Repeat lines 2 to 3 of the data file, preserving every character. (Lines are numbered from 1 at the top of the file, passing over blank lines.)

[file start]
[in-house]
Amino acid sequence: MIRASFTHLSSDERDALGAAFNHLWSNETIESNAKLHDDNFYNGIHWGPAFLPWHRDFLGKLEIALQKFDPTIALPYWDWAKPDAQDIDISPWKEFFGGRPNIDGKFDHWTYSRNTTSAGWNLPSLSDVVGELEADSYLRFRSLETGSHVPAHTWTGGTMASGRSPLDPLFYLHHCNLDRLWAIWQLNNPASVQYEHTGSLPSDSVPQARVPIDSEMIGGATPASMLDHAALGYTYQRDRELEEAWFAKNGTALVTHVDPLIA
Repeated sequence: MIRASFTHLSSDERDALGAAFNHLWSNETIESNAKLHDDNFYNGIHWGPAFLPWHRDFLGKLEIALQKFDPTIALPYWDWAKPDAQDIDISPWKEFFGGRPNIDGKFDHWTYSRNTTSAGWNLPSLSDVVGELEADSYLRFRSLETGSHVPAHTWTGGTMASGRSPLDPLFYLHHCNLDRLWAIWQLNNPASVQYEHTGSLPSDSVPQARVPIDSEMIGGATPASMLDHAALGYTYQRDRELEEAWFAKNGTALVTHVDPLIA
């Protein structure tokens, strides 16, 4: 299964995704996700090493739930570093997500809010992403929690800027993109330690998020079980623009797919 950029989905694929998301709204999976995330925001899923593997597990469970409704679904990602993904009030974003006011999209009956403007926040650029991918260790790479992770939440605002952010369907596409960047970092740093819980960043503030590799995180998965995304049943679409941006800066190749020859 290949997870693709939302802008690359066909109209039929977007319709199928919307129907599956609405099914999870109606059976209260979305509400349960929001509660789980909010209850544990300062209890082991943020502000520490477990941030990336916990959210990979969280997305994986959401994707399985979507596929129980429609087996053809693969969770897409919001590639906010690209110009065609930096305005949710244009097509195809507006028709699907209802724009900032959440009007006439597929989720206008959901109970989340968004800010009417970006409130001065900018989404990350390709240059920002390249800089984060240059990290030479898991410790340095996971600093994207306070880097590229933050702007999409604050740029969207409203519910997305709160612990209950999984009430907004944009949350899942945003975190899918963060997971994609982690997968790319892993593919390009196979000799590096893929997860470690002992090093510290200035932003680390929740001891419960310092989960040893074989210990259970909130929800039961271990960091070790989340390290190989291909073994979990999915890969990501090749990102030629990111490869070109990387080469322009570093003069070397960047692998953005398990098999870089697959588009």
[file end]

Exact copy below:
Amino acid sequence: MIRASFTHLSSDERDALGAAFNHLWSNETIESNAKLHDDNFYNGIHWGPAFLPWHRDFLGKLEIALQKFDPTIALPYWDWAKPDAQDIDISPWKEFFGGRPNIDGKFDHWTYSRNTTSAGWNLPSLSDVVGELEADSYLRFRSLETGSHVPAHTWTGGTMASGRSPLDPLFYLHHCNLDRLWAIWQLNNPASVQYEHTGSLPSDSVPQARVPIDSEMIGGATPASMLDHAALGYTYQRDRELEEAWFAKNGTALVTHVDPLIA
Repeated sequence: MIRASFTHLSSDERDALGAAFNHLWSNETIESNAKLHDDNFYNGIHWGPAFLPWHRDFLGKLEIALQKFDPTIALPYWDWAKPDAQDIDISPWKEFFGGRPNIDGKFDHWTYSRNTTSAGWNLPSLSDVVGELEADSYLRFRSLETGSHVPAHTWTGGTMASGRSPLDPLFYLHHCNLDRLWAIWQLNNPASVQYEHTGSLPSDSVPQARVPIDSEMIGGATPASMLDHAALGYTYQRDRELEEAWFAKNGTALVTHVDPLIA